Feet come in a variety of forms and sizes. Length and width might vary, but so can the height of your foot arches. Some people have more arches than others. This is known as cavus foot, and it is pretty frequent. High arches can cause foot discomfort and increase your risk of an ankle injury. Choosing the proper shoes may make your feet more comfortable and safe.
What Exactly Are High Arches?
The feet are often curved in form—the foot’s sole arches behind the toes and curls toward the heel. However, most people have a flexible, medium-height arch. When you put weight on your foot, it descends so that the entire surface of your sole hits the ground.
Your foot will not have enough flexibility and drop if you have very high arches. When you take a step, the arch will not extend all the way to the ground. This implies your foot has less surface area to absorb shock from your weight falling on it. Steps have the most significant influence on your heels and the balls of your feet. As a result, you may have foot pain after standing or moving.
Issues with High Arches
High arches can cause discomfort in other sections of your body and foot pain. As you walk, your ankles may twist inside (overpronation) or outward (supination). This can make you more prone to ankle sprains or put too much strain on your Achilles tendon. You may also get discomfort in your knees, hips, or back due to the twisting action in your feet and ankles. The shoes you wear might help you avoid difficulties caused by high arches.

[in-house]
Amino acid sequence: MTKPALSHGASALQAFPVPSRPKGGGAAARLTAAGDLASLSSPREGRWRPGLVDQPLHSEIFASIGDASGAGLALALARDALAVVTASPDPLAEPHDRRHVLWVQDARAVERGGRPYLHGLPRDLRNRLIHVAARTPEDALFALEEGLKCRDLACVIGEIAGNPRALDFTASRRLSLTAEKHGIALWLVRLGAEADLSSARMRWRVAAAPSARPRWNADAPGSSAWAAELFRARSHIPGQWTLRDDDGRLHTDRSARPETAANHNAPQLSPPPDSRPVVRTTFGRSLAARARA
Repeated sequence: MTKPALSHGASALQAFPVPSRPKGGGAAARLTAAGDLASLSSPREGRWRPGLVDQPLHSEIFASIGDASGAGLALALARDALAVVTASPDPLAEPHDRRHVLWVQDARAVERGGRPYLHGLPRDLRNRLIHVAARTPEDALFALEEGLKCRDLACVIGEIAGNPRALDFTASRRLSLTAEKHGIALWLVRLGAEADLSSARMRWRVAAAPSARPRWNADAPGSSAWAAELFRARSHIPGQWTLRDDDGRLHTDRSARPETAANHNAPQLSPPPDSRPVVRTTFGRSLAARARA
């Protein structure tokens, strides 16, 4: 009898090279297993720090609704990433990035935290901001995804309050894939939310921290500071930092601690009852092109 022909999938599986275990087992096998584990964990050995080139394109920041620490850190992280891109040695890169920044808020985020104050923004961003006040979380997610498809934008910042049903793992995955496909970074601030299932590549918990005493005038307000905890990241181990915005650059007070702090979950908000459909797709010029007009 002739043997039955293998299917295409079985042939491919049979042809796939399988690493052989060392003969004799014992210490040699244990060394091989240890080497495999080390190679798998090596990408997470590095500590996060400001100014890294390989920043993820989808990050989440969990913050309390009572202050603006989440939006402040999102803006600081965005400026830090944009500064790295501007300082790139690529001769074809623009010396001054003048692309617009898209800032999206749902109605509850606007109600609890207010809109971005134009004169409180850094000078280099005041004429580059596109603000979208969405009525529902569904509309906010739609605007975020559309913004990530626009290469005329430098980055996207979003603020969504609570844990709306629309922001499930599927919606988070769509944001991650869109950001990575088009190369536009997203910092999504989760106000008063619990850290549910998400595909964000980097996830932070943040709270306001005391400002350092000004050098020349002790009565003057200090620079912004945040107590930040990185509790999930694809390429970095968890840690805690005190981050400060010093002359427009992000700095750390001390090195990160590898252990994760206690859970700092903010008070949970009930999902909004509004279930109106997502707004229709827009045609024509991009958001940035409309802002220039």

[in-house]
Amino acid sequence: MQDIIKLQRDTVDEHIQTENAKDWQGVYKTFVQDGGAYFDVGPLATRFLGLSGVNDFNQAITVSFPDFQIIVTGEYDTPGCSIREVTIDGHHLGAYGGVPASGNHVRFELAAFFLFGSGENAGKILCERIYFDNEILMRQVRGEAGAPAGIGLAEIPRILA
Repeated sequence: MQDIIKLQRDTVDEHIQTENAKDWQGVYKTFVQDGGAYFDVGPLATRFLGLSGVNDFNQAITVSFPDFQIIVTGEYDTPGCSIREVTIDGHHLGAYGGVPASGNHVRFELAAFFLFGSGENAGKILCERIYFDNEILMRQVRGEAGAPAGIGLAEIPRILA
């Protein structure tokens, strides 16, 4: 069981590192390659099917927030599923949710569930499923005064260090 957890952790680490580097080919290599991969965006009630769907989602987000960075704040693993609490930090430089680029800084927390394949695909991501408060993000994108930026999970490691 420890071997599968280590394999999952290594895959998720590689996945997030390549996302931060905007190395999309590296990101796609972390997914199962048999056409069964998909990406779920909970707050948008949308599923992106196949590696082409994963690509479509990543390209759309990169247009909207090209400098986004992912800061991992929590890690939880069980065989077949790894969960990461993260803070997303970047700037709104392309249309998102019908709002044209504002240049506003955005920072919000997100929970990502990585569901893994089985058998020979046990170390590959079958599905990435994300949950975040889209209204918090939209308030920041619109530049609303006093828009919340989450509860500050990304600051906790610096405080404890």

Search for Arch Support
Look for shoes with a firm midsole. Many sporting shoes are built with arch support in mind. They have a stricture that permits the shoe’s sole to offer consistent support for the whole foot. Soft insoles that conform to the curve of your foot and reach the top of your arch are also beneficial.
Get High Tops
People with high arches may benefit from shoes with a lot of ankle support. If your ankles are supinated or pronated, shoes or boots that are tight around the ankle can help avoid part of the twisting action. This can help prevent injuries, particularly during activity. A small heel lift can also relieve strain on the Achilles tendon.
Make Space for Your Toes a Priority
Bunions and hammertoes are more common in those with high arches. This might occur due to excessive pressure on the front of the foot. When purchasing shoes, ensure that the toe box has enough area to fit the front of your foot. You want enough room for your toes to flex freely. You also don’t want the shoes to press on the front of your foot, aggravating any existing problems.
If you can’t locate shoes that fit your high arch, you might need to have custom supports manufactured. First, your doctor can examine your feet to determine their form. Then, they can discuss how you walk to see how your foot posture affects the rest of your body. Next, you’ll walk onto a mould that suits your foot, and the mould will be used to produce an insert. Finally, they will prescribe orthotics to provide the necessary support for your arches.